Many groups wonder whether a raffle fundraiser will raise more funds than a silent auction fundraiser offering the same items. Unsurprisingly, the answer is a qualified maybe because it depends on a wide variety of factors.
Listed below are the factors you should consider when choosing between a raffle fundraiser and a silent auction:
- Silent auction event attendance – Crowd size is a huge factor in how how much money a silent auction raises. The bigger the better as long as they actively participate. If you crowd is small or only a small percentage of the crowd participates in the auction, then a raffle might be a better choice.
- Silent auction audience participation in bidding – Get people involved by having everyone register for a bidding number, by grouping items by theme, by scattering tables around the event, color coding themed areas, staggering closing times, and using an emcee to hype the big ticket items and remind everyone to place bids.
- Previous silent auction performance – How well previous auctions performed is also very important. Did you raise more then the fair market value of your auction items? Did your bid sheets have minimum bids and mandatory bid increments. Did you offer a Buy It Now or Guaranteed Purchase option on the more expensive items?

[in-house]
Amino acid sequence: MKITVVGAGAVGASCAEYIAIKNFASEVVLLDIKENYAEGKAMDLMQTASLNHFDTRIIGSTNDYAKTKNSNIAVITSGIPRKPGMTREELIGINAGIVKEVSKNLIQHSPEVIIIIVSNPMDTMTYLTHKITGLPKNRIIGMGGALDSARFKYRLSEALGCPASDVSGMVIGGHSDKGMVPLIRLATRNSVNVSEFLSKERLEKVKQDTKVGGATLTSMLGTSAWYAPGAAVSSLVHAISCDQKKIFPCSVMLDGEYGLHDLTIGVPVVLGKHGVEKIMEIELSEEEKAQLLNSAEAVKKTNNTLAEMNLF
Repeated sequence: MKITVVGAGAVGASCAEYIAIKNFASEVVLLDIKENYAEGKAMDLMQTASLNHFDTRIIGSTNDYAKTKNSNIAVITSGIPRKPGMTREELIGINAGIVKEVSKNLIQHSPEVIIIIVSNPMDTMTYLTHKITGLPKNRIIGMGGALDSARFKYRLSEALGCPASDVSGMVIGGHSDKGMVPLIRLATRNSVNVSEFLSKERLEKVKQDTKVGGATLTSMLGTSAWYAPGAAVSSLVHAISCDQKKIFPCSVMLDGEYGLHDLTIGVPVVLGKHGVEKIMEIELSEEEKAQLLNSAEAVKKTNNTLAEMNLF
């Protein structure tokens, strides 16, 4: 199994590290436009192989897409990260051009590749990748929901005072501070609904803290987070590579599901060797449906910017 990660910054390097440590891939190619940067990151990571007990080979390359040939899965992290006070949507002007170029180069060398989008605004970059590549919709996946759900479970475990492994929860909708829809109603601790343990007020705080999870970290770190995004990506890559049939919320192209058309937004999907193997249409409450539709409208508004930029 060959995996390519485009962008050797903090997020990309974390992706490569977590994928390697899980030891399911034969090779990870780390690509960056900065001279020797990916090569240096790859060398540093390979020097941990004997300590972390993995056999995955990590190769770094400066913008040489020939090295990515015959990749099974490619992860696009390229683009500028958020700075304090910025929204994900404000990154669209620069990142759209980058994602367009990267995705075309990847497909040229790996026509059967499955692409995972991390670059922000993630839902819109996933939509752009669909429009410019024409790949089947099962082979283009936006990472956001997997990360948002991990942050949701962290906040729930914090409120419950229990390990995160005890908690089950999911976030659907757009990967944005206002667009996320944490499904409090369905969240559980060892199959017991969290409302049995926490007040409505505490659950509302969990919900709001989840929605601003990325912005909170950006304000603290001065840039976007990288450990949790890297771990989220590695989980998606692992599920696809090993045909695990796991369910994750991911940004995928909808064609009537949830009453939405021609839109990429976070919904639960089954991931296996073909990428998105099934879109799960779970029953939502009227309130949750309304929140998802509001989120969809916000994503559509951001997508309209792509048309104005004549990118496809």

- Community support – The size of your community and the amount of supporters you have is another big factor. The more people you can get money from, the more money you’ll raise. With raffles, you need more reach. With silent auction fewer people, but more motivated to participate in the auction bidding.
- Number of volunteers – How many volunteers you can count on is another consideration. It takes far fewer people to coordinate a raffle than an auction. But, you also need people willing to sell the raffle tickets and that takes some effort.
- Fundraising raffle ideas – What type of raffle you’re doing and what big prizes you offer has a big effect on how popular your raffle will be. Dream raffles are an easier sale, but there’s nothing wrong with doing lower-priced raffles as well.
- Raffle ticket sales – For a raffle to succeed, you have to sell a lot of raffle tickets. Usually, that means having a lot of people available to sell their share of the tickets. Alternatives include selling raffle chances at high-traffic locations such as outside grocery stores or anywhere else you’ve seen Girl Scouts selling cookies or the Salvation Army collecting donations. Go where the people are to sell your tickets, use big signs and have a short sales pitch ready: “We’re raising money for charity. Can you help us out by buying a raffle ticket because you don’t have to be present to win.“
- Fundraiser raffle ticket prices – Prices are going to vary depending on the prizes offered. Some raffles are a dollar and others are $250 a ticket. At a minimum, you want to price your tickets to produce double the cost or fair market value of the prizes. That’s fine for cash raffles, but when raffling other items you may want to shoot for triple the cost because you might not sell all your raffle chances.
- Raffle prizes – The type of items and the value of the prizes has a big impact on how appealing your raffle would be to your supporters.